The Housing Ombudsman - who presides over social housing landlords - has issued his report on what he calls the “deeply distressing” case of a tenant who took his own life.
The issue concerns Clarion Housing Association, one of the country’s largest HAs 125,000 properties across over 170 local authorities, housing some 350,000 people.
The Housing Ombudsman has found severe maladministration after a resident ended his own life following long-running mental health issues and a nine-month noise nuisance complaint.
A statement from the Ombudsman says: “We determined that Clarion’s lack of consideration of the resident’s vulnerability when handling his complaints about noise led to the resident suffering over a nine-month period. In the same month the resident first reported the noise issues, which were related to wooden flooring above and children jumping, the resident attempted an overdose, blaming it on the noise nuisance he was suffering. Despite the landlord recording vulnerabilities for the resident, it did not tailor its responses effectively.”
He continues: “In its first response to the resident, the landlord sent a standard Anti Social Behaviour (ASB) letter, agreed to speak to the neighbour and created an action plan for the issue. The neighbour agreed to having carpet fitted, but the resident soon spoke about the little difference this made. At this time, there was no risk assessment conducted by the landlord.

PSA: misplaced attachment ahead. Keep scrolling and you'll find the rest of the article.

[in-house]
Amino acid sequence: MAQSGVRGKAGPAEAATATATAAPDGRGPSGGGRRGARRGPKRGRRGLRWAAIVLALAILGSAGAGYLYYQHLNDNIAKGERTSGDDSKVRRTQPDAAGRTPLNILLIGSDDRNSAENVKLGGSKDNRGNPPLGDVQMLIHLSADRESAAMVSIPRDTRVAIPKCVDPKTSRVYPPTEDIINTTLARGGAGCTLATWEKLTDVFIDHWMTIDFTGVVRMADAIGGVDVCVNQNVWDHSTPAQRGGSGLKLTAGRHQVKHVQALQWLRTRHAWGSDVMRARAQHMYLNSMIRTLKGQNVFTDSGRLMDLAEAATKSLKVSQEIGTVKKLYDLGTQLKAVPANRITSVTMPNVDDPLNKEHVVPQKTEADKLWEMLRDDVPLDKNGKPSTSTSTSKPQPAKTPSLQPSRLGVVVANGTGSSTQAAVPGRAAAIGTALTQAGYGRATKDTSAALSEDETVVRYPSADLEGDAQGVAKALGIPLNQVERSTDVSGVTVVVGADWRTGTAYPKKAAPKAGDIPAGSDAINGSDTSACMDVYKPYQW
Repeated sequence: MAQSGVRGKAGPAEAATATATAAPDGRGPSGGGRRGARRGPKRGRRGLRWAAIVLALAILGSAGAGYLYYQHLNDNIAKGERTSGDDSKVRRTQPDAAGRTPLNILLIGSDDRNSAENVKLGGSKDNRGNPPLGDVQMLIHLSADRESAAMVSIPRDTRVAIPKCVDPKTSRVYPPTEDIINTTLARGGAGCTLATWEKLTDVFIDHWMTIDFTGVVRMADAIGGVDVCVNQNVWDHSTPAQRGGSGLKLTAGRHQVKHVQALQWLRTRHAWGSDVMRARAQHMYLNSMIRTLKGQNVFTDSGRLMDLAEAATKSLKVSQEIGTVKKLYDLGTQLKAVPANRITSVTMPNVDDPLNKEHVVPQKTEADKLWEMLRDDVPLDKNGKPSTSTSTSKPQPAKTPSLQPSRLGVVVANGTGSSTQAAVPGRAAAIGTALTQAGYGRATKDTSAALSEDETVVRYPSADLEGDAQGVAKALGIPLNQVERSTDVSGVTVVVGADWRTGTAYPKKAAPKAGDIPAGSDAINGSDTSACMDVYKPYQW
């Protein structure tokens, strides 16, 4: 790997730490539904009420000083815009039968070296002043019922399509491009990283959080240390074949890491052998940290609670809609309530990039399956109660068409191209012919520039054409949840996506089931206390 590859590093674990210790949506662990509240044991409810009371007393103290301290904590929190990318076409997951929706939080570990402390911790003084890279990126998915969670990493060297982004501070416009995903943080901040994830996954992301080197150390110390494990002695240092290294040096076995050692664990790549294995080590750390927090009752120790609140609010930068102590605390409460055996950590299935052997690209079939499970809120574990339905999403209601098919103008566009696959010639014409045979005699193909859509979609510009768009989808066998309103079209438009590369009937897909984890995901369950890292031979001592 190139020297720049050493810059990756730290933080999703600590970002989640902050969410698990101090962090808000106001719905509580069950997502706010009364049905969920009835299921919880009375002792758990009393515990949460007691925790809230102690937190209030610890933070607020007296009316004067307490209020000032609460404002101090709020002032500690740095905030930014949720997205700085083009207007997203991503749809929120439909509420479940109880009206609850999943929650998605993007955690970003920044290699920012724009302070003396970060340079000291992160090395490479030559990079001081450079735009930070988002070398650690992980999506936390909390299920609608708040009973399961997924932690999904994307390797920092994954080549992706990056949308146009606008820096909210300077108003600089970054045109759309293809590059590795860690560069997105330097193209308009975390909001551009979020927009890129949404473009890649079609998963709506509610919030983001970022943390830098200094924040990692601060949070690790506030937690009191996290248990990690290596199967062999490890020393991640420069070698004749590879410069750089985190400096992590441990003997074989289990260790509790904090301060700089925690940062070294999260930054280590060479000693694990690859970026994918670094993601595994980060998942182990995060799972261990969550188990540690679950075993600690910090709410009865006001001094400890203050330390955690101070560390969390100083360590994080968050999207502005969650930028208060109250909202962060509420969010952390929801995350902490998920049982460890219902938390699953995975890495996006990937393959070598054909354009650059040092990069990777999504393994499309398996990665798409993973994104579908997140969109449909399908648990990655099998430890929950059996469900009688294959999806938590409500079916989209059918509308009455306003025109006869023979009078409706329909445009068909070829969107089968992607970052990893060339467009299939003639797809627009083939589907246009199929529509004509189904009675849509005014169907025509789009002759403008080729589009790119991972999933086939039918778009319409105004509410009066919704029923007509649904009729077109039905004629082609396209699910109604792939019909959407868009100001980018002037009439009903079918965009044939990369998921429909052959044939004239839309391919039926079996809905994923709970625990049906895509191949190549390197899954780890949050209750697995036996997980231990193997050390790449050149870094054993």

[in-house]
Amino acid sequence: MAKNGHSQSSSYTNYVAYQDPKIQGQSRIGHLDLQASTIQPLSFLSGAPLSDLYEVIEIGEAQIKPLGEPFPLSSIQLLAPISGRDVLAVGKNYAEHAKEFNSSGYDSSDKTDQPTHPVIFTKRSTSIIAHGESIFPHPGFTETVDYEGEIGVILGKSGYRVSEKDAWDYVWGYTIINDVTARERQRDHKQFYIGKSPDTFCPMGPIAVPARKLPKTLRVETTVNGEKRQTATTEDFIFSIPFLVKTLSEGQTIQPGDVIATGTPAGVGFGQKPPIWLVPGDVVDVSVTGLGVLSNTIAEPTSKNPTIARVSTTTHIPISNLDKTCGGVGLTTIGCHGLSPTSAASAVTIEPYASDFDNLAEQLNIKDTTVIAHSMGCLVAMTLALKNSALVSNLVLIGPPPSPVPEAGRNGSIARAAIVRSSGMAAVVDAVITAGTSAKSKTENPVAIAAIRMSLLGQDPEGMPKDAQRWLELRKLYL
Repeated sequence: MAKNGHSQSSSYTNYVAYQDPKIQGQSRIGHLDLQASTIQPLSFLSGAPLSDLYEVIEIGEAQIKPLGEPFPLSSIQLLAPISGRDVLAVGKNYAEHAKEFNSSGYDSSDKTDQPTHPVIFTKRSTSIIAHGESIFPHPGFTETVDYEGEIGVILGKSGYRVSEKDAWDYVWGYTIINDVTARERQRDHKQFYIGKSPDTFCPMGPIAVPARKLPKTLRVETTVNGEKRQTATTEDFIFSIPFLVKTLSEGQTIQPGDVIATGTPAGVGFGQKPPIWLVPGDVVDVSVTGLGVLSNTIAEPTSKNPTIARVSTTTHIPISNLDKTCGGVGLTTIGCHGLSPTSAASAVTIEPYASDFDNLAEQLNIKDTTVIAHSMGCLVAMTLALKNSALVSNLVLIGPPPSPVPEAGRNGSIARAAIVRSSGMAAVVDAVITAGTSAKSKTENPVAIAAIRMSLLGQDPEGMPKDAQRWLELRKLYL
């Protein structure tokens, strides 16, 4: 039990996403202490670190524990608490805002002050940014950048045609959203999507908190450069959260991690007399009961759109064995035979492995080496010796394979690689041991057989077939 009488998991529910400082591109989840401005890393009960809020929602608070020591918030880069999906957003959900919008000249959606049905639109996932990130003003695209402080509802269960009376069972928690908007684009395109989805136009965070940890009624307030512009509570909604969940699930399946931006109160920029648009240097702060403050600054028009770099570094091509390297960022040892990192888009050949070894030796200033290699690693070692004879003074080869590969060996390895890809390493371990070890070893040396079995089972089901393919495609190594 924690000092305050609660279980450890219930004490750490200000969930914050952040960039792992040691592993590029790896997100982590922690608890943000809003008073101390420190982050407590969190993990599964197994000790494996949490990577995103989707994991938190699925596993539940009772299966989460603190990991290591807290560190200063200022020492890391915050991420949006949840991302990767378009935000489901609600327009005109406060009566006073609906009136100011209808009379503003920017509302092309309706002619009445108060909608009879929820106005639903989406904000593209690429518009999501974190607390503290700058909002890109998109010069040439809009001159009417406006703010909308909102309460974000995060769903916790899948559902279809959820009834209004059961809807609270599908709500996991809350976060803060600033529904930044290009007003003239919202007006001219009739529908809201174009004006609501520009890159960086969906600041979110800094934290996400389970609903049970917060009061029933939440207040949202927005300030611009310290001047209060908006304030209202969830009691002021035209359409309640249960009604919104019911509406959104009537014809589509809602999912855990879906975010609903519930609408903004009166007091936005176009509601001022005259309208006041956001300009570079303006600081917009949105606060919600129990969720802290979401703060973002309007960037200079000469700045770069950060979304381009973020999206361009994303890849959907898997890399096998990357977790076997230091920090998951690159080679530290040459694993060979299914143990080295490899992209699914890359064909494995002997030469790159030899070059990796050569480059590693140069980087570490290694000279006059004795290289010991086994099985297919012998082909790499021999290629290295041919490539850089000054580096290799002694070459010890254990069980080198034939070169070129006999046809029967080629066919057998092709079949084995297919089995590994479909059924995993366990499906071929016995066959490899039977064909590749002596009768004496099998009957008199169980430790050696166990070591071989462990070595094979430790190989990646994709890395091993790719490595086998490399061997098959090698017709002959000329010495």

“The landlord said it would not install sounds monitoring equipment due to the Covid-19 lockdown occurring at the time, which was not a reasonable position to take during this time as whilst there were still some restrictions in place, government guidance stated that landlords could carry out repairs and safety inspections.
“When the resident filed two more noise reports, he was once again sent the standard ASB letter he was sent months previously. Over the course of four months, the resident completed 18 noise reports and noise recordings were sent to the landlord but due to some software issues, not all were listened to.
A visit to the property by the landlord found ‘considerable transmission of both noise and movement from the flat above into the resident’s flat’ but nothing more was done.”
After a coroner’s hearing, the Ombudsman ordered Clarion to write a letter of apology to the residents’ family, to review its record keeping, and to review its vulnerable resident’s policy paying regard to how it manages reports of non-statutory noise nuisance, including the use of reasonable adjustments.
A statement from Clarion says: “We offer our heartfelt condolences to the family and an unreserved apology for all shortcomings in the service we provided the resident. We recognise that our communication process should have been far better and we accept the recommendations of the Ombudsman with humility.
“The case and actions taken have been reviewed by the senior management team, and our chief customer officer has personally written to the family.
“We continue to make improvements to how we record and act on vulnerability of our residents and we have reviewed our automated letters process to ensure an appropriate response is issued in line with our vulnerability support policy. Our tenancy sustainment and welfare team, who worked with the resident alongside external agencies, also offer advice to our residents and signpost to extra support when required.
“We have also amended our management transfer policy so that includes a broader consideration of risk which better takes into account exceptional circumstances.”
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